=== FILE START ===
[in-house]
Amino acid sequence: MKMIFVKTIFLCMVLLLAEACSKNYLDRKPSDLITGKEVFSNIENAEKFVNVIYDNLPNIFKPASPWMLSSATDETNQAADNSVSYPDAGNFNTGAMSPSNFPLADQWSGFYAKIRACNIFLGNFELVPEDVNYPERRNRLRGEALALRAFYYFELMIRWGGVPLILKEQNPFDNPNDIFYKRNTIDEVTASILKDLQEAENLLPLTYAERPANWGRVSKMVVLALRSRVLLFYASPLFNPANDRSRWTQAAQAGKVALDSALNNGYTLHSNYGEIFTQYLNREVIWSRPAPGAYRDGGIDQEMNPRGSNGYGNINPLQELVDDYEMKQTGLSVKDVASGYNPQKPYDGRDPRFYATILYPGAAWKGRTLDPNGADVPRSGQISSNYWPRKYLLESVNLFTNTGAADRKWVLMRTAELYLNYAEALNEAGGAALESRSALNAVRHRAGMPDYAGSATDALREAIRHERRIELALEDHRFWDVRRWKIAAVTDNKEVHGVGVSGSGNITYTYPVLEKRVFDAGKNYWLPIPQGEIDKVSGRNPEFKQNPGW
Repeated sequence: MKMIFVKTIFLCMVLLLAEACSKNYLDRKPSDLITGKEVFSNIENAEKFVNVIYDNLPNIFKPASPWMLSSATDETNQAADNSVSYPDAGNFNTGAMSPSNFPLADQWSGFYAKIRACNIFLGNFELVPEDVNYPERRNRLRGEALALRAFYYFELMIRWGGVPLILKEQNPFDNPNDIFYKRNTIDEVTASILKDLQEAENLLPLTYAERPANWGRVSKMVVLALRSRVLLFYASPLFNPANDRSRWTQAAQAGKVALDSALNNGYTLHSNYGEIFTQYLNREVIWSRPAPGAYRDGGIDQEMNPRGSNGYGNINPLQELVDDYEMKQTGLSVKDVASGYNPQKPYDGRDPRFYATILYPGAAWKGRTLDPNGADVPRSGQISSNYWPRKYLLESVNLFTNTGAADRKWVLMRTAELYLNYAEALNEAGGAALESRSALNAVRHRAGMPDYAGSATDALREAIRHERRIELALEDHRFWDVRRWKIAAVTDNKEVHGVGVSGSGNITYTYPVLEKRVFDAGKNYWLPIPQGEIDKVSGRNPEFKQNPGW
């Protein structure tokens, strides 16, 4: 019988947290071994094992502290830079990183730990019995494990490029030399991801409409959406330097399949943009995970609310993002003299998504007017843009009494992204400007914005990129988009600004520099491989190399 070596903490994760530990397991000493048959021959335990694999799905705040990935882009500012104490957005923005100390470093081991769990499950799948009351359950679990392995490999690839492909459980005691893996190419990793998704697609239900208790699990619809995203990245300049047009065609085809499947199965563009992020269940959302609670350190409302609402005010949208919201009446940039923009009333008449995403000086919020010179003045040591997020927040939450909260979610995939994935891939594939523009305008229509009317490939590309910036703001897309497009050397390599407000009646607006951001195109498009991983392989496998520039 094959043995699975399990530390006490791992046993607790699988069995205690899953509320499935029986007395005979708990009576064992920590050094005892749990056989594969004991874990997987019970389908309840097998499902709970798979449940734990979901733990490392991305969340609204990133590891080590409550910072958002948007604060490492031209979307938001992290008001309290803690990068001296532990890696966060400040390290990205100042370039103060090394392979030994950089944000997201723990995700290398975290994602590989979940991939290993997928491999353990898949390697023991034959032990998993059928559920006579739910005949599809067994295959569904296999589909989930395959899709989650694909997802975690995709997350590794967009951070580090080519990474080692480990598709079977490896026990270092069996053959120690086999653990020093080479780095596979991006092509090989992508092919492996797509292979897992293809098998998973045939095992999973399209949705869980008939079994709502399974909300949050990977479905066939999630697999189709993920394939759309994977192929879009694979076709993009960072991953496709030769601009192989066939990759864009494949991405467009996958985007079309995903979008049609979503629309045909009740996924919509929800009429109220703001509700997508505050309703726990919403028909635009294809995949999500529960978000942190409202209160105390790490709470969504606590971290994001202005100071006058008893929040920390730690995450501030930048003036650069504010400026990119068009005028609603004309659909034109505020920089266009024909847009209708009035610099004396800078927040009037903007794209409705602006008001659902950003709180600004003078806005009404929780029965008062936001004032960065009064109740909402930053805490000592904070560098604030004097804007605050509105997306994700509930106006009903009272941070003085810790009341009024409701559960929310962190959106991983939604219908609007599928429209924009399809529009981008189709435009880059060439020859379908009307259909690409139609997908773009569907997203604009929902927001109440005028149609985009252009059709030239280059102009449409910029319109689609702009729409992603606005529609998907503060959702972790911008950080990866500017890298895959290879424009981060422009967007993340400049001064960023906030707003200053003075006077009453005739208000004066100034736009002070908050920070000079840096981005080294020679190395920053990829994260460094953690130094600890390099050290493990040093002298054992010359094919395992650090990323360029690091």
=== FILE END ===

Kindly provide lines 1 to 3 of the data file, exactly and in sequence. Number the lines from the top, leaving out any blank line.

[in-house]
Amino acid sequence: MKMIFVKTIFLCMVLLLAEACSKNYLDRKPSDLITGKEVFSNIENAEKFVNVIYDNLPNIFKPASPWMLSSATDETNQAADNSVSYPDAGNFNTGAMSPSNFPLADQWSGFYAKIRACNIFLGNFELVPEDVNYPERRNRLRGEALALRAFYYFELMIRWGGVPLILKEQNPFDNPNDIFYKRNTIDEVTASILKDLQEAENLLPLTYAERPANWGRVSKMVVLALRSRVLLFYASPLFNPANDRSRWTQAAQAGKVALDSALNNGYTLHSNYGEIFTQYLNREVIWSRPAPGAYRDGGIDQEMNPRGSNGYGNINPLQELVDDYEMKQTGLSVKDVASGYNPQKPYDGRDPRFYATILYPGAAWKGRTLDPNGADVPRSGQISSNYWPRKYLLESVNLFTNTGAADRKWVLMRTAELYLNYAEALNEAGGAALESRSALNAVRHRAGMPDYAGSATDALREAIRHERRIELALEDHRFWDVRRWKIAAVTDNKEVHGVGVSGSGNITYTYPVLEKRVFDAGKNYWLPIPQGEIDKVSGRNPEFKQNPGW
Repeated sequence: MKMIFVKTIFLCMVLLLAEACSKNYLDRKPSDLITGKEVFSNIENAEKFVNVIYDNLPNIFKPASPWMLSSATDETNQAADNSVSYPDAGNFNTGAMSPSNFPLADQWSGFYAKIRACNIFLGNFELVPEDVNYPERRNRLRGEALALRAFYYFELMIRWGGVPLILKEQNPFDNPNDIFYKRNTIDEVTASILKDLQEAENLLPLTYAERPANWGRVSKMVVLALRSRVLLFYASPLFNPANDRSRWTQAAQAGKVALDSALNNGYTLHSNYGEIFTQYLNREVIWSRPAPGAYRDGGIDQEMNPRGSNGYGNINPLQELVDDYEMKQTGLSVKDVASGYNPQKPYDGRDPRFYATILYPGAAWKGRTLDPNGADVPRSGQISSNYWPRKYLLESVNLFTNTGAADRKWVLMRTAELYLNYAEALNEAGGAALESRSALNAVRHRAGMPDYAGSATDALREAIRHERRIELALEDHRFWDVRRWKIAAVTDNKEVHGVGVSGSGNITYTYPVLEKRVFDAGKNYWLPIPQGEIDKVSGRNPEFKQNPGW